How to explain this? How to explain this decision to ignore the universal recognition that Jerusalem is in fact divided? And how to explain the fact that, despite the longstanding position of the U.S. State Department (and practically every other foreign ministry everywhere) that the 1967 Israeli annexation of East Jerusalem was illegal and Jewish settlements there also illegal–and despite the universal understanding that a final peace accord between the Israelis and Palestinians hinges on East Jerusalem as capital of a Palestinian state–U.S. politicians vie with one another to endorse this concept of Jerusalem as the united, eternal capital of the Jewish state?
I don't want to say it's a religious decision. It's a political decision, a mercenary decision. But it's rooted in the indebtedness that both Democratic and Republican parties feel to the large section of the electorate that literally believes in the Bible stories. Such people truly believe that God gave the land of Israel to the Jews, and that the establishment of the modern state in 1948 came in fulfillment of biblical prophecy. Some Christian politicians are thus obliged to support Israel–and will frankly confess they do–on a specifically religious basis, just as they oppose abortion or gay marriage on the grounds of faith.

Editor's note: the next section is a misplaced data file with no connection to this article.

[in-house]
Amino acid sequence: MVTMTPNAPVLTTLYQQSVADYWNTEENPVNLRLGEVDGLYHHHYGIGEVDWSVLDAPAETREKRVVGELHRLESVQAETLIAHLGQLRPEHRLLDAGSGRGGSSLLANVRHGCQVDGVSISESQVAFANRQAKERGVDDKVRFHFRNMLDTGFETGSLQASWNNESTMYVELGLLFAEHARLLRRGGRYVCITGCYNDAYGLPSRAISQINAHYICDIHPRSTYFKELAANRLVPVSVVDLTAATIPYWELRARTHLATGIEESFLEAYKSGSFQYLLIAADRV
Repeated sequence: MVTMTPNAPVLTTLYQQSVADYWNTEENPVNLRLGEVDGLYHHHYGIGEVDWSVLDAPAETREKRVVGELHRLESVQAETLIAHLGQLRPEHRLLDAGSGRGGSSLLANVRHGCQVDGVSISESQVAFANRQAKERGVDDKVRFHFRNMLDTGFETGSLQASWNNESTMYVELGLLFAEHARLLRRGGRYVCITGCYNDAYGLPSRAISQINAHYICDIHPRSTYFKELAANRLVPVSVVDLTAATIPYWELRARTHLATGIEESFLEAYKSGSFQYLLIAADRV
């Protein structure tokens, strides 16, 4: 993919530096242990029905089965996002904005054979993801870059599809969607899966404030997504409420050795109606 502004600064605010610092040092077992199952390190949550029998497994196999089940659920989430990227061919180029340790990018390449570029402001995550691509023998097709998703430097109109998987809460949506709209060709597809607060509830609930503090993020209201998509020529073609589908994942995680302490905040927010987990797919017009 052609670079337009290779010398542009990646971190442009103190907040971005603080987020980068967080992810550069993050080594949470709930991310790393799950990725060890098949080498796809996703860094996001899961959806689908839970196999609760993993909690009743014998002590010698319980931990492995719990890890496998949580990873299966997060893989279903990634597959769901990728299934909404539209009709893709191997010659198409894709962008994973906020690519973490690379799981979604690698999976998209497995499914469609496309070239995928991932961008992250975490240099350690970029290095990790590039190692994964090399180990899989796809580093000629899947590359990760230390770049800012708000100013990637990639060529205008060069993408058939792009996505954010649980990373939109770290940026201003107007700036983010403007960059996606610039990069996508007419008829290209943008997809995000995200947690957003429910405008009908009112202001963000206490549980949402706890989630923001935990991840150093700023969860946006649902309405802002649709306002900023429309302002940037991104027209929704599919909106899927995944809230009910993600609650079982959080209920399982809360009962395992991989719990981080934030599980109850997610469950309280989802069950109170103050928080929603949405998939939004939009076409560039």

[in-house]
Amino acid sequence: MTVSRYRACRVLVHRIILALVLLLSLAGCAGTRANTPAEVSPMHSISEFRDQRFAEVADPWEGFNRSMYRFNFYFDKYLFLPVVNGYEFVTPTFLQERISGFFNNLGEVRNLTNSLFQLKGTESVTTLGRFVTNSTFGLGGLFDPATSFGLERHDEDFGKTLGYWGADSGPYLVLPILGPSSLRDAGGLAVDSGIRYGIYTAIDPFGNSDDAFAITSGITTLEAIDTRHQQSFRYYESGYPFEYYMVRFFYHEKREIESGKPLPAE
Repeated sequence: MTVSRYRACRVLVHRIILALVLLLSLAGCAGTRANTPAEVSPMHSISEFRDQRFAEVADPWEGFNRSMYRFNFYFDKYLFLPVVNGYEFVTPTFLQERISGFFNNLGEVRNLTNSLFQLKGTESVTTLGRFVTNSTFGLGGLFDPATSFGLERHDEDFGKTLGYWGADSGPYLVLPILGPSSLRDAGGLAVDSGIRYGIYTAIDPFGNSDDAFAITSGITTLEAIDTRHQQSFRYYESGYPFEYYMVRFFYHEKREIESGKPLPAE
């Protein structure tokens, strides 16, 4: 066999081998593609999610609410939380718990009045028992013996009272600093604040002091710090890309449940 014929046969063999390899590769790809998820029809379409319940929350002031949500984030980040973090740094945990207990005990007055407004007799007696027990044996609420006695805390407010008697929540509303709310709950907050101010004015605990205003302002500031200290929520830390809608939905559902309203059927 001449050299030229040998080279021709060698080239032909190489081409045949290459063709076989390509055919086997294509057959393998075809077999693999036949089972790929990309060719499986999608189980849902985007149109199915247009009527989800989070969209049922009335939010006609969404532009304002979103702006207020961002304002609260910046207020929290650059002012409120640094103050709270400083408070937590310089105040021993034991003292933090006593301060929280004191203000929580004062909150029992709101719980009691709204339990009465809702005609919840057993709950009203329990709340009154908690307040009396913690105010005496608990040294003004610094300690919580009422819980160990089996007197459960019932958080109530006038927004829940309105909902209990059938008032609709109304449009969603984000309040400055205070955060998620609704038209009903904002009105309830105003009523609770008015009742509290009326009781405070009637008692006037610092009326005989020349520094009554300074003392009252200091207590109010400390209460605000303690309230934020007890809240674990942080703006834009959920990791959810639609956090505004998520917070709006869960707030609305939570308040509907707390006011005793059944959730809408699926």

As Karl Marx (a German Jew and descendent of rabbis) famously put it, "religion is the sigh of the oppressed creature, the heart of a heartless world, the soul of soulless conditions. It is the opium of the people." The desire of the Christian to believe in the End Times, a triumphant return of Jesus, is at least as appealing as the attractions of crack or crystal meth. And Jerusalem is at the heart of his or her apocalyptic yearnings.
The Book of Revelation specifies that Jesus, when he returns, will appear in Jerusalem. Building on ambiguous prophesies in the Old Testament book of Ezekiel, it posits a "New Jerusalem" from which the Messiah will first preside over a very bloody punishment of sinners and then a long rule of heaven-on-earth. It is a beautiful, horrible vision that exercises an appeal on a certain sort of religious mind. The scenario posits Jewish control over Jerusalem prior to the Second Coming and the "Rapture."
- Myths about Jerusalem have boundless appeal in this country. Jerusalem figures prominently in Negro spirituals, as in "I Want to Be Ready" ("to walk in Jerusalem, just like John"). But I especially love Joan Baez's version of that 1970s Delaney and Bonnie song "Ghetto" that ends:
- Well if there is such a thing as revolution
And there will be if we rise to the call
When we build–we build, we build, we build–a New Jerusalem
There won't be no more ghetto–ghetto at all
No there won't be no more ghetto–ghetto at all.
'' When people hurt you Over and Over think of them as Sand paper.They Scratch & hurt you, but in the end you are polished and they are finished. ''"Keep away from people who try to belittle your ambitions. Small people always do that, but the really great ones make you feel that you too, can become great."- Mark Twain.